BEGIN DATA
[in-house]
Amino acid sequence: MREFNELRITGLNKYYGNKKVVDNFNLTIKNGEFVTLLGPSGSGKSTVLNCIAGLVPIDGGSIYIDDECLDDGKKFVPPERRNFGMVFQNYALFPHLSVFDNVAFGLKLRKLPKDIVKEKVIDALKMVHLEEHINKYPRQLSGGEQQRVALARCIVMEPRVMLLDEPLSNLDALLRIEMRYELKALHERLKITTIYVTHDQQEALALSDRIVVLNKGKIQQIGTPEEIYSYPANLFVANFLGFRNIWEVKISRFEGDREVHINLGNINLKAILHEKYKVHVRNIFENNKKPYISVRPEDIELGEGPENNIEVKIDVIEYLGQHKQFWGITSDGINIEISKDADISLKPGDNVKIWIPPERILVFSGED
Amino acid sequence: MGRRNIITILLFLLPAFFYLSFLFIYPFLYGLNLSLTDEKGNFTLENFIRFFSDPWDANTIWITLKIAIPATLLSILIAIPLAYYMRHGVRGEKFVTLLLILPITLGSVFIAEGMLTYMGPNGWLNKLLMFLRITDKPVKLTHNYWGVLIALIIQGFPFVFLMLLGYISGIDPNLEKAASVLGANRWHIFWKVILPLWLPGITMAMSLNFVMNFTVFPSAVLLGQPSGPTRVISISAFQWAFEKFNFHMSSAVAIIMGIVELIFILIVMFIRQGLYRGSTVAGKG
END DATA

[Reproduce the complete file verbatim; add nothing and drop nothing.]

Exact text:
[in-house]
Amino acid sequence: MREFNELRITGLNKYYGNKKVVDNFNLTIKNGEFVTLLGPSGSGKSTVLNCIAGLVPIDGGSIYIDDECLDDGKKFVPPERRNFGMVFQNYALFPHLSVFDNVAFGLKLRKLPKDIVKEKVIDALKMVHLEEHINKYPRQLSGGEQQRVALARCIVMEPRVMLLDEPLSNLDALLRIEMRYELKALHERLKITTIYVTHDQQEALALSDRIVVLNKGKIQQIGTPEEIYSYPANLFVANFLGFRNIWEVKISRFEGDREVHINLGNINLKAILHEKYKVHVRNIFENNKKPYISVRPEDIELGEGPENNIEVKIDVIEYLGQHKQFWGITSDGINIEISKDADISLKPGDNVKIWIPPERILVFSGED
Amino acid sequence: MGRRNIITILLFLLPAFFYLSFLFIYPFLYGLNLSLTDEKGNFTLENFIRFFSDPWDANTIWITLKIAIPATLLSILIAIPLAYYMRHGVRGEKFVTLLLILPITLGSVFIAEGMLTYMGPNGWLNKLLMFLRITDKPVKLTHNYWGVLIALIIQGFPFVFLMLLGYISGIDPNLEKAASVLGANRWHIFWKVILPLWLPGITMAMSLNFVMNFTVFPSAVLLGQPSGPTRVISISAFQWAFEKFNFHMSSAVAIIMGIVELIFILIVMFIRQGLYRGSTVAGKG